Jenny C on 28 Mar 2013
In reply to Joe G: Forget that this is a religious text and just savour the words:

If I speak in the tongues of men or of angels, but do not have love, I am only a resounding gong or a clanging cymbal. If I have the gift of prophecy and can fathom all mysteries and all knowledge, and if I have a faith that can move mountains, but do not have love, I am nothing. If I give all I possess to the poor and give over my body to hardship that I may boast,but do not have love, I gain nothing.

Love is patient, love is kind. It does not envy, it does not boast, it is not proud. It does not dishonor others, it is not self-seeking, it is not easily angered, it keeps no record of wrongs. Love does not delight in evil but rejoices with the truth. It always protects, always trusts, always hopes, always perseveres.

Love never fails. But where there are prophecies, they will cease; where there are tongues, they will be stilled; where there is knowledge, it will pass away. For we know in part and we prophesy in part, but when completeness comes, what is in part disappears. When I was a child, I talked like a child, I thought like a child, I reasoned like a child. When I became a man, I put the ways of childhood behind me. For now we see only a reflection as in a mirror; then we shall see face to face. Now I know in part; then I shall know fully, even as I am fully known.

And now these three remain: faith, hope and love. But the greatest of these is love.

Corinthians 13
John W - on 28 Mar 2013
In reply to Jenny C:

Probably the text I dislike most intensely, yet the one which is trotted out at funerals "because that's the reading people always have" - 90% of it is simply incomprehensible to normal mortals, while the remaining 10% could be summed up in one sentence.

If somebody spouts this garbage at my funeral, I'd like to think somebody who actually knew me would be kind enough to shove it down the reader's throat.

Still, if you like it...

JW
Jenny C on 28 Mar 2013
In reply to John W:
> (In reply to Jenny C)
>
> Probably the text I dislike most intensely

Ouch!

> Still, if you like it...

Brings (good) tears to my eyes every time I read/hear it

- each to their own, and life would be dull place if we all liked the same things......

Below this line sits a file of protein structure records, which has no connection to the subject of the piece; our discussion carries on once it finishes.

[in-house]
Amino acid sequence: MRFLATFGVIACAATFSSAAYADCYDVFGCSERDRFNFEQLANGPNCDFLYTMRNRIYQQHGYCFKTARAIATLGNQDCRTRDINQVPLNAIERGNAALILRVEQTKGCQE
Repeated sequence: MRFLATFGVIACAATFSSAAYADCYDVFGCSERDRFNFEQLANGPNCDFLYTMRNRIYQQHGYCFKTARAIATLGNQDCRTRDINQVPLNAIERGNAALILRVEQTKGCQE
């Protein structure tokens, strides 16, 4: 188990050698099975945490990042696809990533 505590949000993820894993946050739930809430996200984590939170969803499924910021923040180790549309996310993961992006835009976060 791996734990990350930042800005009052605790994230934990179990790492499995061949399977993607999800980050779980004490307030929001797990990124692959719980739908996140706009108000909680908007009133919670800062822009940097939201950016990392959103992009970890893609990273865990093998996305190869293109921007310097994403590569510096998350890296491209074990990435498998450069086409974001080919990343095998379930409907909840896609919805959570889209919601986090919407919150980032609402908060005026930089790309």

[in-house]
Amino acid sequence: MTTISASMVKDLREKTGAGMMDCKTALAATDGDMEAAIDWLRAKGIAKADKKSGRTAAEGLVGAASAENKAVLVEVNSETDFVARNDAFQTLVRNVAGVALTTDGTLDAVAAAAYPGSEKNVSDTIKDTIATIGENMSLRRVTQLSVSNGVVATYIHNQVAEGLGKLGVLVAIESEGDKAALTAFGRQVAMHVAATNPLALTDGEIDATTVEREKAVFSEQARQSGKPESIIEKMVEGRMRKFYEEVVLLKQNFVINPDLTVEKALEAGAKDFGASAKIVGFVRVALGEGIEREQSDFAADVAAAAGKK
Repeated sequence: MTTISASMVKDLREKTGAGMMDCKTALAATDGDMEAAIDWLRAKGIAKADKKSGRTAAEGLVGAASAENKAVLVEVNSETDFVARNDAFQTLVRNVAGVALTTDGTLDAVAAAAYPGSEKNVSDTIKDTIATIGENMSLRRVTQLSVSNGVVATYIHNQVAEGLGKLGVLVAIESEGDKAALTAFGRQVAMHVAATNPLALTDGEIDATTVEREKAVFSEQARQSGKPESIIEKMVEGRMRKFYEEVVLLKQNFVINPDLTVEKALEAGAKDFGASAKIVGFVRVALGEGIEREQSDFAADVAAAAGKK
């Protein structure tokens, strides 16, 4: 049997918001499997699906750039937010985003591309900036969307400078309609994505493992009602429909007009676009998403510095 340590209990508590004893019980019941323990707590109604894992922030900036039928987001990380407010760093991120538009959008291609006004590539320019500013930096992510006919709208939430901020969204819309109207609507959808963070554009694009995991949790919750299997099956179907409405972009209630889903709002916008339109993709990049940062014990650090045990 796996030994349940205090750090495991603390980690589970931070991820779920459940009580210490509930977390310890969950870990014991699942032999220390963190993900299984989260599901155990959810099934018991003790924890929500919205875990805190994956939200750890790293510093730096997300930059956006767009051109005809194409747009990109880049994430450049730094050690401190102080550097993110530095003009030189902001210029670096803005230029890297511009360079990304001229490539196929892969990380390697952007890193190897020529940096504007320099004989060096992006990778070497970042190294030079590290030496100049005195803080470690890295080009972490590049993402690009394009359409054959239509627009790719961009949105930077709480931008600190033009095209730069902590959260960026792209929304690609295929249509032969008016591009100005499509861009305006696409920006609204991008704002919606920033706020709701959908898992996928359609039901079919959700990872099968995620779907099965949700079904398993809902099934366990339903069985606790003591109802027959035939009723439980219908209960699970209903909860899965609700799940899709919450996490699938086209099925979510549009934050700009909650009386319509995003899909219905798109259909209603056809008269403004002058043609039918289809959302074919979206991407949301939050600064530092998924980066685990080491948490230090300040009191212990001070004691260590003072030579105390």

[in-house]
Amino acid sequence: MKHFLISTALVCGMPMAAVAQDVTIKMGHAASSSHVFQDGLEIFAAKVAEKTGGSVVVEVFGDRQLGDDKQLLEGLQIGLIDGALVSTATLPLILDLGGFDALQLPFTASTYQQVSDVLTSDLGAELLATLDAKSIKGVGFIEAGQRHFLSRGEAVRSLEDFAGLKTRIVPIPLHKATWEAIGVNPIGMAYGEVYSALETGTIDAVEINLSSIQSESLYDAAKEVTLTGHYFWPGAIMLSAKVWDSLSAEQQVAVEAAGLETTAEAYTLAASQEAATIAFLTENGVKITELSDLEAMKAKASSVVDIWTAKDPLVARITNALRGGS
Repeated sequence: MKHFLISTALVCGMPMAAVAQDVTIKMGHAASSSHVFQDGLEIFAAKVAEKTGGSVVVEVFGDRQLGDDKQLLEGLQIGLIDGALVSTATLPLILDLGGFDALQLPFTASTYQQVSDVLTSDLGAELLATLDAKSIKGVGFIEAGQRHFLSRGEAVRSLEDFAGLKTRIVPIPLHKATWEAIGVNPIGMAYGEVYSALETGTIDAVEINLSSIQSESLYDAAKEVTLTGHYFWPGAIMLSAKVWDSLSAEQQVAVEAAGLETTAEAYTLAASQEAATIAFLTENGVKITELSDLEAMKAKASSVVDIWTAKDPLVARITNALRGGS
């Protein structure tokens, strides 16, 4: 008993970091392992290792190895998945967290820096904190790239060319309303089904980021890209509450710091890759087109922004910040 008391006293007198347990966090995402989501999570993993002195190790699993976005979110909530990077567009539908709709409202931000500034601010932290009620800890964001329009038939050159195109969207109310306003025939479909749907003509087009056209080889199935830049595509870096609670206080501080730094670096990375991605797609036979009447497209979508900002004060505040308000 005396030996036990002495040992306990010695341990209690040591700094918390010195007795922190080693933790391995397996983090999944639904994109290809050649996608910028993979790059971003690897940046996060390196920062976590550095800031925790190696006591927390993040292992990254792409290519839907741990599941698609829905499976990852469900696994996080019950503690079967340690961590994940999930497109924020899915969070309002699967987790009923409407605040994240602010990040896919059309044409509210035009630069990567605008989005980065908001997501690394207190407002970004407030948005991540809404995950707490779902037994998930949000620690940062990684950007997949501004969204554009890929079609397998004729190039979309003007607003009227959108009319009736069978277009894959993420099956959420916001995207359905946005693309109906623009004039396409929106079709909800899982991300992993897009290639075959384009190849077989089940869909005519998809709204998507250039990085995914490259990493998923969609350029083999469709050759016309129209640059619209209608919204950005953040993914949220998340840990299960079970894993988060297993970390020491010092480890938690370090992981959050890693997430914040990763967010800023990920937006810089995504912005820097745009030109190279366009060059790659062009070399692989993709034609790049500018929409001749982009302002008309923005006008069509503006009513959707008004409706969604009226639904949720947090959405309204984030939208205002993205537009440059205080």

Jimbo W on 28 Mar 2013
In reply to Joe G:

Personally, my favourite is John Donne, though it speaks definitively of a faith in the life hereafter:

Death, be not proud, though some have called thee
Mighty and dreadful, for thou art not so;
For those whom thou think'st thou dost overthrow
Die not, poor death, nor yet canst thou kill me.
From rest and sleep, which but thy pictures be,
Much pleasure; then from thee much more must flow,
And soonest our best men with thee do go,
Rest of their bones, and soul's delivery.
Thou art slave to fate, chance, kings, and desperate men,
And dost with poison, war, and sickness dwell,
And poppy or channs can make us sleep as well
And better than thy stroke; why swell'st thou then?
One short sleep past, we wake eternally,
And death shall be no more, death, thou shalt die.
Gordon Stainforth - on 28 Mar 2013
In reply to John W:

What on earth is your problem with it? How can you dismiss it as 'garbage'? The three points it makes are (my interp): 1. 'Faith' : the good in this world roughly equals the evil/bad (not for all individuals, of course), and there is so much about nature/the world/life that is wonderful that we must have a kind of trust in it. This leads directly to an attitude to life: 2: 'Hope': Optimism. Never, ever giving up hope, however hard situations become. 3. "Love'. Much more important than 1 or 2. The original latin I beiieve was 'caritas', which was traditionally (and then correctly) translated as 'charity', but that's become hopelessly marred by the modern use of the term of simply doling out money to the unfortunate. 'Love' is also incorrect for modern ears. What it really means is 'total respect' for persons, what Christians call 'neighbour love'. Which means treating them always as equals, and if they get into severe trouble, being prepared to help them as if you loved them.

This seems a very, very wise creed to me.
John W - on 28 Mar 2013
In reply to Gordon Stainforth:
> (In reply to John W)

>This seems a very, very wise creed to me.

It's not its wisdom that I have an issue with - it's simply the fact that, like the vast majority of readings from the bile (sorry, bible), they get churned out because "it's the done thing", despite the fact that they make little if any sense to a listener who happens to exist in today's world. If you want another example, try asking somebody who's just mumbled their way through the lord's prayer what it actually means.

But hey, if you like it, that's fine by me.





John W - on 28 Mar 2013
In reply to John W:

And while I'm at it, Jimbo W's favourite from Mr J Donne (see above) would have me gyrating in my casket!
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Gordon Stainforth - on 28 Mar 2013
In reply to John W:

PS. I do however think it would be a very strange text to read at a funeral, simply because it is far too abstract and has nothing to do with the question of death, and the subject of a typically huge personality who has now gone/vanished into the the ether. I think any such texts should be much more personally relevant. Anyhow, i think it can all be done much better with (vocal) music.